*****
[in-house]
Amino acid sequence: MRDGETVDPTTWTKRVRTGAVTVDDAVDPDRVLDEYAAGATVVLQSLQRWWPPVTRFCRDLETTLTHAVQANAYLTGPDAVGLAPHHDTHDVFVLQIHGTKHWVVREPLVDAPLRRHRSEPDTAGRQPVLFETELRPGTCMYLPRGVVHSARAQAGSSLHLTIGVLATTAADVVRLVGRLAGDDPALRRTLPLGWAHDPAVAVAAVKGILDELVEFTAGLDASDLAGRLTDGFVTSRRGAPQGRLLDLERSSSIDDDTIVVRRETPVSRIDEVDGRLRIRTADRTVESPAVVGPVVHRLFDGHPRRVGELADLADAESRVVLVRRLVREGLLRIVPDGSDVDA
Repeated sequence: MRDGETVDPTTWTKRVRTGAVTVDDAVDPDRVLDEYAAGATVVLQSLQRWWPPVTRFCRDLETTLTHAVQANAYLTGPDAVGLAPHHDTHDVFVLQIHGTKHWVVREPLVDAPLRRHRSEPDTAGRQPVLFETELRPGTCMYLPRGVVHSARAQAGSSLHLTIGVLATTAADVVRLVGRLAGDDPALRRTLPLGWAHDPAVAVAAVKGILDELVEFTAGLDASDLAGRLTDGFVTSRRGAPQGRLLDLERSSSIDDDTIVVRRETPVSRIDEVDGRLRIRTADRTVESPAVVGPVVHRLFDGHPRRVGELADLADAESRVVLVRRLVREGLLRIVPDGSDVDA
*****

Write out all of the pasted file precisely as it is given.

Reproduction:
[in-house]
Amino acid sequence: MRDGETVDPTTWTKRVRTGAVTVDDAVDPDRVLDEYAAGATVVLQSLQRWWPPVTRFCRDLETTLTHAVQANAYLTGPDAVGLAPHHDTHDVFVLQIHGTKHWVVREPLVDAPLRRHRSEPDTAGRQPVLFETELRPGTCMYLPRGVVHSARAQAGSSLHLTIGVLATTAADVVRLVGRLAGDDPALRRTLPLGWAHDPAVAVAAVKGILDELVEFTAGLDASDLAGRLTDGFVTSRRGAPQGRLLDLERSSSIDDDTIVVRRETPVSRIDEVDGRLRIRTADRTVESPAVVGPVVHRLFDGHPRRVGELADLADAESRVVLVRRLVREGLLRIVPDGSDVDA
Repeated sequence: MRDGETVDPTTWTKRVRTGAVTVDDAVDPDRVLDEYAAGATVVLQSLQRWWPPVTRFCRDLETTLTHAVQANAYLTGPDAVGLAPHHDTHDVFVLQIHGTKHWVVREPLVDAPLRRHRSEPDTAGRQPVLFETELRPGTCMYLPRGVVHSARAQAGSSLHLTIGVLATTAADVVRLVGRLAGDDPALRRTLPLGWAHDPAVAVAAVKGILDELVEFTAGLDASDLAGRLTDGFVTSRRGAPQGRLLDLERSSSIDDDTIVVRRETPVSRIDEVDGRLRIRTADRTVESPAVVGPVVHRLFDGHPRRVGELADLADAESRVVLVRRLVREGLLRIVPDGSDVDA